Technology remains the economic driver of the future, despite recent data access scares

John Bilton says recent jitters in tech stocks is natural, as we start to acquire an understanding of data’s role in the information age. Technology is still outperforming other economic sectors and is the best bet for continued global economic growth

PUBLISHED : Friday, 27 April, 2018, 11:00am
UPDATED : Friday, 27 April, 2018, 11:07pm

Over the past couple of months, we’ve seen Silicon Valley lose some of its sheen. Casual watchers of the tech phenomenon could be forgiven for thinking that, for all the talk of intelligent robots, sentient algorithms and autonomous vehicles, technology’s wheels have rather come off. But for all its recent travails, global technology remains the best performing sector of 2018, outperforming its nearest rival (the consumer discretionary sector) by 2 percentage points.  

FAANG (FacebookAppleAmazonNetflix and Google) stocks may have retreated from their 2018 highs, but are still up almost 6 per cent year-to-date, compared to the Morgan Stanley Capital International All Country World Index, which is roughly flat. So how should we think about technology today? Dotcom bubble 2.0 or a structural trend?  

Widespread technology adoption is a structural theme affecting all industries. Comparisons with the dotcom era of the late 1990s are inevitable but can be misleading. Certainly, the tech sector has led throughout the post-global financial crisis period, with the Nasdaq beating the S&P 500 by more than 200 per cent in the nine years since the crisis. But the dotcom bubble was of a wholly different order, with the Nasdaq beating the S&P 500 by more than 760 per cent between 1995 and 2000.  

More important than price, though, is valuation. In the dotcom bubble, valuation measures were stretched to the point of absurdity; today’s tech valuations are above those of the broader index, but more anchored in reality. Instead of valuing ideas – and dreaming up outlandish new metrics to explain them – we are now valuing real businesses with real cash flows and real earnings. In short, if the late 1990s were a proof of concept, today’s technology boom is the implementation phase; the implications of which are profound for both the sector and the economy as a whole.  

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To a degree, the recent jitters in the tech sector can be thought of as growing pains. Innovation, by its very nature, runs ahead of the crowd but, as it becomes more mainstream, there will inevitably be scrutiny. Recent headlines over data access and usage are just one example of this. To make an analogy, data is to an information economy what oil is to an industrial one. Hitherto, data was essentially treated as a free good, but this is changing rapidly. Oil certainly isn’t free and even today the price discovery mechanisms that govern its value lead to market gyrations that have widely felt implications.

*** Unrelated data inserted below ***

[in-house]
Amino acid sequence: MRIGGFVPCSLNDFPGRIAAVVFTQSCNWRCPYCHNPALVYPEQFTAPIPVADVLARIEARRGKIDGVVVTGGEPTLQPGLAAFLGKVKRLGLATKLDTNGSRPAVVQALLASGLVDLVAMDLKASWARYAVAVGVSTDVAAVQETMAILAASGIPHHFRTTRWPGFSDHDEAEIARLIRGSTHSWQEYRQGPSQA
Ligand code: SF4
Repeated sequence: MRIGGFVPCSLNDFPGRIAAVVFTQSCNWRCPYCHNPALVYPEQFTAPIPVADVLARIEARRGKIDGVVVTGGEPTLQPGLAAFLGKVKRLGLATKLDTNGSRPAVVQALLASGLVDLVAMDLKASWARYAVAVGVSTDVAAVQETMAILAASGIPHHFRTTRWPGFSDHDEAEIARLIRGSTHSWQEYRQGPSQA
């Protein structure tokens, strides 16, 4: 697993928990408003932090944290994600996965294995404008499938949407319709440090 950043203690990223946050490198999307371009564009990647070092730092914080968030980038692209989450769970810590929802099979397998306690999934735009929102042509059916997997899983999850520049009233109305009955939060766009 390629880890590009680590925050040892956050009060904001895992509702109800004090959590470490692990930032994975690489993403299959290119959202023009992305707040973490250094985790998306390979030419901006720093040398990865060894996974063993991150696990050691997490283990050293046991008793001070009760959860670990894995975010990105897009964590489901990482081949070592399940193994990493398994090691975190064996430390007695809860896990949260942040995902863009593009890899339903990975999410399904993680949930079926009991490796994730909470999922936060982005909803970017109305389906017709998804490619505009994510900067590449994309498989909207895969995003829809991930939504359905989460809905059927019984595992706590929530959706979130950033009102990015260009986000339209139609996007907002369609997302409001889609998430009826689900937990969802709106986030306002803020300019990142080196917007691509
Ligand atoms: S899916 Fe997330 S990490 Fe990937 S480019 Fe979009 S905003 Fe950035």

The price discovery for data is only just starting, and while we know that data isn’t free, it remains unclear what the clearing price should be. Such cost uncertainty is rather new for the tech sector and the market is digesting the impact on earnings over the longer term. Nevertheless, the impact of a sector-level issue on the wider stock market underscores the progression of technology from an industry disrupter to a powerful industry in its own right. 

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At a macro level, both the influence and size of the technology industry have profound implications. Over the long term, technological developments tend to lower costs and boost productivity but the mechanisms by which this happens – especially in an advanced, service-based economy – are rather nuanced. Technology can also be seen as a disinflationary force and automation – or, put another way, labour substitution – should be expected to flatten the Phillips curve (the inverse relationship between inflation and unemployment) and mitigate the inflationary pressure of full employment. There are also positive implications for productivity; and while a technology-led boost to productivity cannot be predicted, it would be unusual for productivity to remain stuck at its prevailing low level at the same time technology adoption accelerates across all industries. 

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Having explored the possible long-term impact of a technology-led productivity boost to global growth, we believe it has the scope to boost developed-market GDP by up to 1.5 per cent. Even if this accrues slowly – at a pace of 0.1 per cent per year for the next decade – it could add more than US$6 trillion to the GDP footprint of the major economies by the early 2030s. That would be the equivalent of adding another Japan to the world’s economy

In the more immediate term, even sectors with secular tailwinds must nevertheless navigate earnings seasons, and the first quarter 2018 US reporting season is shaping up to be pivotal. Given the recent news flow, reassurance about technology company earnings would go some way to quell investors’ fears.

John Bilton is global head of multi-asset strategy at J.P. Morgan Asset Management